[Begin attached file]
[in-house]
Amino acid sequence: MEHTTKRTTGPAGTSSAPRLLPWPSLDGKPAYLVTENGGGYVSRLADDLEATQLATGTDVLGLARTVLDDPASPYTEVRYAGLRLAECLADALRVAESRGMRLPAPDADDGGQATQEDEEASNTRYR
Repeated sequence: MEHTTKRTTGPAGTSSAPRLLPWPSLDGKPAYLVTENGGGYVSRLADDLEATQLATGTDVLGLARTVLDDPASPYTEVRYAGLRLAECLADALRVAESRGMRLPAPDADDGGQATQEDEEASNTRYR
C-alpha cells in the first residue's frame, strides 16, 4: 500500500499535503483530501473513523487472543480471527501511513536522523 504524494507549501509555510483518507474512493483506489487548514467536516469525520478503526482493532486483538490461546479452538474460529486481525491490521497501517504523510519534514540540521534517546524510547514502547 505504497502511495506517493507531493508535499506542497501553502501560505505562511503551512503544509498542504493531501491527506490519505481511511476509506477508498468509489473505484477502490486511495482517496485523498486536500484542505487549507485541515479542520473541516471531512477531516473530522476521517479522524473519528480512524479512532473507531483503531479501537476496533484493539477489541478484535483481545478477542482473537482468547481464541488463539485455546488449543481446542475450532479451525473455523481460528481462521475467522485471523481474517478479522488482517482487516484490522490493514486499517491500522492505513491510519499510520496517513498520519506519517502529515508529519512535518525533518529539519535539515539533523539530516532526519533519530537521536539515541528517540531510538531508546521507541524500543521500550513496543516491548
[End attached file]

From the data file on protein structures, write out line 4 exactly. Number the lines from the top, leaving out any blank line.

C-alpha cells in the first residue's frame, strides 16, 4: 500500500499535503483530501473513523487472543480471527501511513536522523 504524494507549501509555510483518507474512493483506489487548514467536516469525520478503526482493532486483538490461546479452538474460529486481525491490521497501517504523510519534514540540521534517546524510547514502547 505504497502511495506517493507531493508535499506542497501553502501560505505562511503551512503544509498542504493531501491527506490519505481511511476509506477508498468509489473505484477502490486511495482517496485523498486536500484542505487549507485541515479542520473541516471531512477531516473530522476521517479522524473519528480512524479512532473507531483503531479501537476496533484493539477489541478484535483481545478477542482473537482468547481464541488463539485455546488449543481446542475450532479451525473455523481460528481462521475467522485471523481474517478479522488482517482487516484490522490493514486499517491500522492505513491510519499510520496517513498520519506519517502529515508529519512535518525533518529539519535539515539533523539530516532526519533519530537521536539515541528517540531510538531508546521507541524500543521500550513496543516491548